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Natural Awakenings Washington DC Metro

Non Toxic Flea and Tick Prevention

By Lara Chapin

Some days it seems as if ticks are taking control of our backyards. The Centers for Disease Control and Prevention (CDC) notes a growing list of diseases that are carried by ticks. In addition to Lyme, there are now 12 other tick-borne diseases identified in the United States and the areas in which the deadly ticks inhabit are spreading at an alarming rate. “There has been an increase in tick populations over decades, but in the last 10 years, they have really exploded,” suggests Susan E. Little, DVM, Ph.D., Dipl. ACVM, professor and Krull-Ewing chair in veterinary parasitology at Oklahoma State University. “And it is not just more ticks, it is more ticks in more places.”

The challenge to protect our furry friends from ticks, safely, can be daunting. Many pet-owners are concerned, and with good reason, with chemically based prevention routines, like powders, sprays and skin treatments. There is growing evidence that the chemicals used in many of these treatments, from the family of chemicals called organophosphates, are effective because they interfere with the transmission of nerve signals, which is harmful to the pets they are meant to protect.

These same chemicals are now credited for thousands of acute toxic poisonings at local poison control centers throughout the country, according to the National Resources Defense Council (NRDC). These chemicals affect not only pets, but people too. According to the NRDC, “evidence suggests the possibility of worrisome long-term effects for children exposed to these products at an early age, including later-in-life cancer and perhaps Parkinson's disease.”

But there is hope with a number of nontoxic alternatives to protect our dogs and cats, as well are their owners. One of the most effective new tools, with a 97 percent protection rate (and a guarantee by the manufacturer) is the Pet Protector ( The small disc is made of high quality steel alloys and is charged with a specific combination of magnetic and scalar waves, which, after being triggered by the animal’s movement (blood circulation), produces an invisible field around the entire animal’s body.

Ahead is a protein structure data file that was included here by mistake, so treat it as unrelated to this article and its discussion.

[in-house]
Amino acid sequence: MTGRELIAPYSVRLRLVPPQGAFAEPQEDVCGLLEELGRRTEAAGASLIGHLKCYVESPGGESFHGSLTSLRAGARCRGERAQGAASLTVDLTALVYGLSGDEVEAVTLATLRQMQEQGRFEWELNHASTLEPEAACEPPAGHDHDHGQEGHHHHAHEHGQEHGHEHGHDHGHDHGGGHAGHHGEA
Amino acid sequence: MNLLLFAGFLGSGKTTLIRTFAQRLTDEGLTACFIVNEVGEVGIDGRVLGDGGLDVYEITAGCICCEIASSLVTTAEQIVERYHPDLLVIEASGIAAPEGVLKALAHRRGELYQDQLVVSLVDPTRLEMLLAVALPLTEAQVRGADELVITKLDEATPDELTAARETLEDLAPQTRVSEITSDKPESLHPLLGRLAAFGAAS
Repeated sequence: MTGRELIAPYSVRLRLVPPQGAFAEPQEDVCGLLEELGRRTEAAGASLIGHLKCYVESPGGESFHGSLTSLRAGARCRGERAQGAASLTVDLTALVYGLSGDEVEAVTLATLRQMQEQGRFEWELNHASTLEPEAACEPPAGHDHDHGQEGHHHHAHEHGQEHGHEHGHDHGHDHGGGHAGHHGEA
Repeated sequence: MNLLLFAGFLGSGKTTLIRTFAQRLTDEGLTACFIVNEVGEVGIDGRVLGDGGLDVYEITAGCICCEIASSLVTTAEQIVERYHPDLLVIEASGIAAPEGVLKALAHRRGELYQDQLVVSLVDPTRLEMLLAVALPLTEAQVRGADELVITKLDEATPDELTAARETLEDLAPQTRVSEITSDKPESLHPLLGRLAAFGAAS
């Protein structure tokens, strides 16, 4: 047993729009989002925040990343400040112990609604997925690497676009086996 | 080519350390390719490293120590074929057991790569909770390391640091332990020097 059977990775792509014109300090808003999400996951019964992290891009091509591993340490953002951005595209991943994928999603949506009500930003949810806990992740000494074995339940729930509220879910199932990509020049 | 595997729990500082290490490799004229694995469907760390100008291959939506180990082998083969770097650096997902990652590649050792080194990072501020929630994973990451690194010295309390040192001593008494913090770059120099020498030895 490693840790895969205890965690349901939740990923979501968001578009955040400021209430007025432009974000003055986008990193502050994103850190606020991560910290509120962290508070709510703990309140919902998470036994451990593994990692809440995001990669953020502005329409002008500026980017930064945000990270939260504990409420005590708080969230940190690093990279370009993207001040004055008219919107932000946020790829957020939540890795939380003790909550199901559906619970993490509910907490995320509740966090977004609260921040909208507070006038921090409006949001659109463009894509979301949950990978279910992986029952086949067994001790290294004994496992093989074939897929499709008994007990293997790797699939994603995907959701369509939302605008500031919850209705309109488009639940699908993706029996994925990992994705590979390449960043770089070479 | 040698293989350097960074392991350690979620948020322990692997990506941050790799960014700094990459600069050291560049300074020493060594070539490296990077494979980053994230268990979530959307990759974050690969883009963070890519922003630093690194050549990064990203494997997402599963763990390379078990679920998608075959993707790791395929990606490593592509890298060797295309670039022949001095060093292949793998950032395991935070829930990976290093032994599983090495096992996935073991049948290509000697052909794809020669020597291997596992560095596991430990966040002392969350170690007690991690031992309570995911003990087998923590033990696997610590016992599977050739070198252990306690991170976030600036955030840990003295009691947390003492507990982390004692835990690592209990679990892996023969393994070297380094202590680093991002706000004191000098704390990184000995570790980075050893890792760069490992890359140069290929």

The Pet Protector’s scalar waves are totally harmless to people and animals (they go absolutely undetected by humans and animals alike) and they are effective against external parasites, repelling them from the shielded area. It drives fleas, ticks, as well as mosquitoes away before they get the chance to infest the pet. Topical preventions only kill external parasites after they have already infested the pet.

Another approach to prevent fleas and ticks is garlic. Dr. Richard Pitcairn, author of The Complete Guide to Natural Health for Dogs and Cats, suggests that adding raw-pressed garlic or organic garlic juice into the dog’s food up to five days a week will stop fleas and ticks from biting your pet. The amount of garlic depends on the size of the dog—with dogs under 15 pounds requiring a half a clove, while up to three cloves are needed for dogs over 100 pounds. The added benefits is a boost your pet’s immune system. For thousands of years in Chinese and ayurvedic medicine, garlic has been used to help conditions from fighting infections, enhancing liver function, boosting the immune system, lowering blood cholesterol and triglyceride levels, a cardiovascular tonic, as well as a tick or flea repellent.

A third approach it so make a flea color with essential oils for the trendy pet. Three to five drops of either cedar or lavender oil can be diluted in one to three tablespoons of water, placed in an eyedropper and rubbed in to the pet’s collar or onto a bandana to hang around the pet’s neck. The oil mixture should be reapplied to the bandana or collar weekly.

It is important to protect all your loved ones, including those with four paws, from deadly diseases. The summer is high season for fleas and ticks, so dog- and cat-parents need to be extra vigilant against the exploding tick population, as safely as possible. Fortunately now, there are effective options to do so.

For more information about the Pet Protector, visit 

Lara Chapin has loved pets since she was two and has been the proud owner of four dogs, six cats, one Angora rabbit, two ferrets, countless hamsters, one snake and two cockatiels. She now shares her home with her pups, Max, Piddle and Betty, and her cats, Leon and Ada.

June 2020




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